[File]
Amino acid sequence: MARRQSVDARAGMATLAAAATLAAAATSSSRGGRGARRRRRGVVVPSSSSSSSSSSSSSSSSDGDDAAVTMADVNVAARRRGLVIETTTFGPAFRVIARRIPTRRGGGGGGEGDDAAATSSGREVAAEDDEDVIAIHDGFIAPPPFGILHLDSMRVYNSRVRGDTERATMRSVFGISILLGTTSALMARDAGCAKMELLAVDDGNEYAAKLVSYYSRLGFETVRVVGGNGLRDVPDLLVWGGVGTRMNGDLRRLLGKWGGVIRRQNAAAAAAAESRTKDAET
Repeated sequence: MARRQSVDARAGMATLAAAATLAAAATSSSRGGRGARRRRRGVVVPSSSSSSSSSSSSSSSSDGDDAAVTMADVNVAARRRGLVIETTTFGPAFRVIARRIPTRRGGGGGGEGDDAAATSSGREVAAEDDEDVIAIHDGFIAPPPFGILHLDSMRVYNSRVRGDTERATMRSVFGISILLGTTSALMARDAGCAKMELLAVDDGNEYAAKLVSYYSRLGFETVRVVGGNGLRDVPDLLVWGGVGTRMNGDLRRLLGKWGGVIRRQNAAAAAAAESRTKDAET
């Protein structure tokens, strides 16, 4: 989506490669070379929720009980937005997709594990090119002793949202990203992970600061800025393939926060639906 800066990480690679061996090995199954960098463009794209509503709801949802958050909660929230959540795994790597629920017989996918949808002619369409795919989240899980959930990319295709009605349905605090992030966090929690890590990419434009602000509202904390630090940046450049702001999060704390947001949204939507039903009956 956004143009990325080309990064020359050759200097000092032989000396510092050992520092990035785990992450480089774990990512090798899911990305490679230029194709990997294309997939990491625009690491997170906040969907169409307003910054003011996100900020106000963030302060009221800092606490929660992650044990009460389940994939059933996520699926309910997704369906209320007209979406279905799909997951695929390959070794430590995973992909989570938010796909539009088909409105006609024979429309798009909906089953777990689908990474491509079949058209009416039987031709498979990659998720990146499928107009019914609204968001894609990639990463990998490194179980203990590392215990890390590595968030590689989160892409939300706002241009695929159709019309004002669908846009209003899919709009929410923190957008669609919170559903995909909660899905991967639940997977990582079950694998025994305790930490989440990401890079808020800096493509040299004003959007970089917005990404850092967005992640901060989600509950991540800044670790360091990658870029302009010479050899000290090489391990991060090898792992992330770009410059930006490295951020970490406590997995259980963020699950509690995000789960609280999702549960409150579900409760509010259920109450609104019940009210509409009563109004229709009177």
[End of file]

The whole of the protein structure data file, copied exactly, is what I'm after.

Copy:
Amino acid sequence: MARRQSVDARAGMATLAAAATLAAAATSSSRGGRGARRRRRGVVVPSSSSSSSSSSSSSSSSDGDDAAVTMADVNVAARRRGLVIETTTFGPAFRVIARRIPTRRGGGGGGEGDDAAATSSGREVAAEDDEDVIAIHDGFIAPPPFGILHLDSMRVYNSRVRGDTERATMRSVFGISILLGTTSALMARDAGCAKMELLAVDDGNEYAAKLVSYYSRLGFETVRVVGGNGLRDVPDLLVWGGVGTRMNGDLRRLLGKWGGVIRRQNAAAAAAAESRTKDAET
Repeated sequence: MARRQSVDARAGMATLAAAATLAAAATSSSRGGRGARRRRRGVVVPSSSSSSSSSSSSSSSSDGDDAAVTMADVNVAARRRGLVIETTTFGPAFRVIARRIPTRRGGGGGGEGDDAAATSSGREVAAEDDEDVIAIHDGFIAPPPFGILHLDSMRVYNSRVRGDTERATMRSVFGISILLGTTSALMARDAGCAKMELLAVDDGNEYAAKLVSYYSRLGFETVRVVGGNGLRDVPDLLVWGGVGTRMNGDLRRLLGKWGGVIRRQNAAAAAAAESRTKDAET
């Protein structure tokens, strides 16, 4: 989506490669070379929720009980937005997709594990090119002793949202990203992970600061800025393939926060639906 800066990480690679061996090995199954960098463009794209509503709801949802958050909660929230959540795994790597629920017989996918949808002619369409795919989240899980959930990319295709009605349905605090992030966090929690890590990419434009602000509202904390630090940046450049702001999060704390947001949204939507039903009956 956004143009990325080309990064020359050759200097000092032989000396510092050992520092990035785990992450480089774990990512090798899911990305490679230029194709990997294309997939990491625009690491997170906040969907169409307003910054003011996100900020106000963030302060009221800092606490929660992650044990009460389940994939059933996520699926309910997704369906209320007209979406279905799909997951695929390959070794430590995973992909989570938010796909539009088909409105006609024979429309798009909906089953777990689908990474491509079949058209009416039987031709498979990659998720990146499928107009019914609204968001894609990639990463990998490194179980203990590392215990890390590595968030590689989160892409939300706002241009695929159709019309004002669908846009209003899919709009929410923190957008669609919170559903995909909660899905991967639940997977990582079950694998025994305790930490989440990401890079808020800096493509040299004003959007970089917005990404850092967005992640901060989600509950991540800044670790360091990658870029302009010479050899000290090489391990991060090898792992992330770009410059930006490295951020970490406590997995259980963020699950509690995000789960609280999702549960409150579900409760509010259920109450609104019940009210509409009563109004229709009177």